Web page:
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Network World - ORLANDO -- The National Security Agency wants to use commercially-built security products and the latest virtualization software. But the slow pace of getting products certified through NSA channels and the lightening fast pace of change in the IT industry is causing national-security heartburn.
The high-tech spy agency, which also guides Defense Department information security, has become an enthusiastic proponent of open standards-based technologies such as Trusted Network Connect (TNC) and Trusted Platform Module (TPM) put forward by the organization Trusted Computing Group (which announced it expects to propose an end-to-end security framework for cloud computing around year-end).
This week the secretive NSA held its first conference related to its views on trusted computing. The NSA Trusted Computing Conference and Exposition in Orlando drew about 500 attendees and 39 exhibiting companies.
Michael Lamont, NSA chief of the network solutions office, noted in his keynote that since May of this year the national-security strategy has been "COTS [commercial off the shelf] first, not GOTS [government]."
Lamont said the NSA wants to influence how commercial technologies are developed, and hopes "richer collaboration could further harden national-security systems" and give commercial systems some "government-like security."
Trusted computing "will be a key enabling technology or set of technologies," said Neal Ziring, technical director, information assurance directorate, NSA, in his conference keynote address.
Ziring said the NSA, under its High Assurance Platform (HAP) program, is turning to a "deliberate reliance on commercial products for protecting even national-security information," and said "my customers are demanding mobility." In the future, NSA expects "COTS will be used to protect even the most sensitive classified information."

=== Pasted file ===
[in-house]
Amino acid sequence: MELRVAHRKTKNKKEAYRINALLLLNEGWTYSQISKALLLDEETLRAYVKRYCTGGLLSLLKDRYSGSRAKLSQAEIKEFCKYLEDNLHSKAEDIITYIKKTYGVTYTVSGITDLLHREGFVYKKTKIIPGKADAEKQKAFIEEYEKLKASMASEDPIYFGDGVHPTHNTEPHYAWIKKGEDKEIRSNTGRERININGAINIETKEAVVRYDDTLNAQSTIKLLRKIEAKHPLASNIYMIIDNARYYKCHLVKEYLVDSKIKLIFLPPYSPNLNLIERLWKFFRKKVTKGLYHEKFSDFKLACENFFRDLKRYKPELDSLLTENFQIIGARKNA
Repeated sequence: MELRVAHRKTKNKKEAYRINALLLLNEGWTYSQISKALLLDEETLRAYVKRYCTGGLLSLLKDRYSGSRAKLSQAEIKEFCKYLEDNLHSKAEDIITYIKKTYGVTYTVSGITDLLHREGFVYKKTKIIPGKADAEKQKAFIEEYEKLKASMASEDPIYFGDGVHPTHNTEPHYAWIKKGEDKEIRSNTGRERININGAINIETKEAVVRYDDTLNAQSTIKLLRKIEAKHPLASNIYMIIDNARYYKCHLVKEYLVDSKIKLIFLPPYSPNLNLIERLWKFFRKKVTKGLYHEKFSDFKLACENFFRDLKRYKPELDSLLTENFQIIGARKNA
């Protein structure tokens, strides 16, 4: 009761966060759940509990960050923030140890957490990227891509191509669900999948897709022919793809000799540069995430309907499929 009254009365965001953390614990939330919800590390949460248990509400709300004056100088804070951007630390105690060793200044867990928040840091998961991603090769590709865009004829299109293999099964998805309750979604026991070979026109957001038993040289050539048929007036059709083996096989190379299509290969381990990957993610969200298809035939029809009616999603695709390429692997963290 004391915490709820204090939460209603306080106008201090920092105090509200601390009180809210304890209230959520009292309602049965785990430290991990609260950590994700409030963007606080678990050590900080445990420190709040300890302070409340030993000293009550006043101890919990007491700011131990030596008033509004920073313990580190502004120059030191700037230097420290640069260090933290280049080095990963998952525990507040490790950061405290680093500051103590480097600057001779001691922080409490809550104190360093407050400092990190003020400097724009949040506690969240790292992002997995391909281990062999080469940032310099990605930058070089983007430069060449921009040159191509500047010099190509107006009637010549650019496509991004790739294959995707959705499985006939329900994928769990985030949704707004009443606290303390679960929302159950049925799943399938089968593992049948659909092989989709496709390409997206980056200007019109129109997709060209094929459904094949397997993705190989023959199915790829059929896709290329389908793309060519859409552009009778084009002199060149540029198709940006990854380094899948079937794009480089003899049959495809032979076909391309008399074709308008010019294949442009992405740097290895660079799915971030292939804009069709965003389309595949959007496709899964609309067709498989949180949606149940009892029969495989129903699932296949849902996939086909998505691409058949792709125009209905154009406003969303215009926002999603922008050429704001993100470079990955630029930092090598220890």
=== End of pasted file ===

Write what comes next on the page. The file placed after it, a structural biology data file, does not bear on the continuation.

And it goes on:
Products developed to adhere to the specifications of the Trusted Computing Group (TCG) are a big part of the vision.
The NSA's customers are the vast U.S. military and intelligence communities that require accredited software and hardware for use in sharing information from Top Secret through Secret and down to Classified and Unclassified. Products used for "Cross Domain Solutions" for instance, which provide the ability to access or transfer information between two or more security domains, have to be examined and certified to be accepted for use. But the NSA and military-supported certification processes, such as one called Common Criteria, are slow as molasses compared to the IT industry's lightening-fast innovations.
As if to underscore that point, Ian Pratt, vice president for advanced products at Citrix Systems, gave a keynote packed with heady technical detail on new virtualization software from Citrix, including the Xen-based client hypervisor and multiple ways to run virtual machines while setting policy controls through so-called "service VMs." He explained how TCG-related technologies such as TPM would work, and added that in the future Citrix may come out with a "virtual TPM" that would run as a dedicated virtual machine.